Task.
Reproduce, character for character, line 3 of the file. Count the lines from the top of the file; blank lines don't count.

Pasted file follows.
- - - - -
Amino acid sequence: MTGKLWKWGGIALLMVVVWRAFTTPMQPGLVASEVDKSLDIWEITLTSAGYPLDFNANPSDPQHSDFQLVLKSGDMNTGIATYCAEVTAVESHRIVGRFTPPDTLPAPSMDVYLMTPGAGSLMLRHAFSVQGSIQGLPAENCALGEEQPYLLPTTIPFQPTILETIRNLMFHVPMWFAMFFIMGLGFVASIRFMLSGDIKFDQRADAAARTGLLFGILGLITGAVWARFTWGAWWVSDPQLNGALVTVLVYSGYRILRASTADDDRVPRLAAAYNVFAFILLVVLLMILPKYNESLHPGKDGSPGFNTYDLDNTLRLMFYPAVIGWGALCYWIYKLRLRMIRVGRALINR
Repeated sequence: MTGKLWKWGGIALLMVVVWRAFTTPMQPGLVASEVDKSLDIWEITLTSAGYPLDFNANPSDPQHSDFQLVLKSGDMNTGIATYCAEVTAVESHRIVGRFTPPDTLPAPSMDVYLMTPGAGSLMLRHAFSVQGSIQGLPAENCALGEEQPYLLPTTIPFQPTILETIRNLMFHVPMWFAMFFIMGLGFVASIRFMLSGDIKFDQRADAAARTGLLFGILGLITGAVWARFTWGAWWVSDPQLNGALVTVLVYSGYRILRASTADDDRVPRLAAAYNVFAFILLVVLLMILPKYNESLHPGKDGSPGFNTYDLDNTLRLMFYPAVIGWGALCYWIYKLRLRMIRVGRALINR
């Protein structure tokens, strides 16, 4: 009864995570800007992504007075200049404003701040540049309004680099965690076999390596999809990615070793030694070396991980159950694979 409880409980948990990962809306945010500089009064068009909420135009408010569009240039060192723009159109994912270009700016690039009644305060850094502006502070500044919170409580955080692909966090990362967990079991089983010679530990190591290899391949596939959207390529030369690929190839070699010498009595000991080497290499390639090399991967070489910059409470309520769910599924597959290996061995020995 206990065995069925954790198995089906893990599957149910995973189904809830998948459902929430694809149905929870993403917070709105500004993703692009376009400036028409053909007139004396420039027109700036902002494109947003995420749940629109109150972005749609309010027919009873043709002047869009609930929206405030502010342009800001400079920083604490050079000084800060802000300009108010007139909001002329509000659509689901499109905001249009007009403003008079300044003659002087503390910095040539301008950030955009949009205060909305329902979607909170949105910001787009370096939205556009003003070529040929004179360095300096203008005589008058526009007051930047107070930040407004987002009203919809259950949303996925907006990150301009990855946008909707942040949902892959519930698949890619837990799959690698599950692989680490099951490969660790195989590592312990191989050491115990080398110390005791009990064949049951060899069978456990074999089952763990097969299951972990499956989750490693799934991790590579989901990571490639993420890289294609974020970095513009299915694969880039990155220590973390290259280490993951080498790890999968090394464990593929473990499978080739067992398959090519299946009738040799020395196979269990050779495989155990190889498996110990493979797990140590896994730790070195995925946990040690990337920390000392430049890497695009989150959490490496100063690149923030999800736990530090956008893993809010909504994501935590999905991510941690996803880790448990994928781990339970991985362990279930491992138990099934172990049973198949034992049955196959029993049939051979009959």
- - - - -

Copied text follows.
């Protein structure tokens, strides 16, 4: 009864995570800007992504007075200049404003701040540049309004680099965690076999390596999809990615070793030694070396991980159950694979 409880409980948990990962809306945010500089009064068009909420135009408010569009240039060192723009159109994912270009700016690039009644305060850094502006502070500044919170409580955080692909966090990362967990079991089983010679530990190591290899391949596939959207390529030369690929190839070699010498009595000991080497290499390639090399991967070489910059409470309520769910599924597959290996061995020995 206990065995069925954790198995089906893990599957149910995973189904809830998948459902929430694809149905929870993403917070709105500004993703692009376009400036028409053909007139004396420039027109700036902002494109947003995420749940629109109150972005749609309010027919009873043709002047869009609930929206405030502010342009800001400079920083604490050079000084800060802000300009108010007139909001002329509000659509689901499109905001249009007009403003008079300044003659002087503390910095040539301008950030955009949009205060909305329902979607909170949105910001787009370096939205556009003003070529040929004179360095300096203008005589008058526009007051930047107070930040407004987002009203919809259950949303996925907006990150301009990855946008909707942040949902892959519930698949890619837990799959690698599950692989680490099951490969660790195989590592312990191989050491115990080398110390005791009990064949049951060899069978456990074999089952763990097969299951972990499956989750490693799934991790590579989901990571490639993420890289294609974020970095513009299915694969880039990155220590973390290259280490993951080498790890999968090394464990593929473990499978080739067992398959090519299946009738040799020395196979269990050779495989155990190889498996110990493979797990140590896994730790070195995925946990040690990337920390000392430049890497695009989150959490490496100063690149923030999800736990530090956008893993809010909504994501935590999905991510941690996803880790448990994928781990339970991985362990279930491992138990099934172990049973198949034992049955196959029993049939051979009959």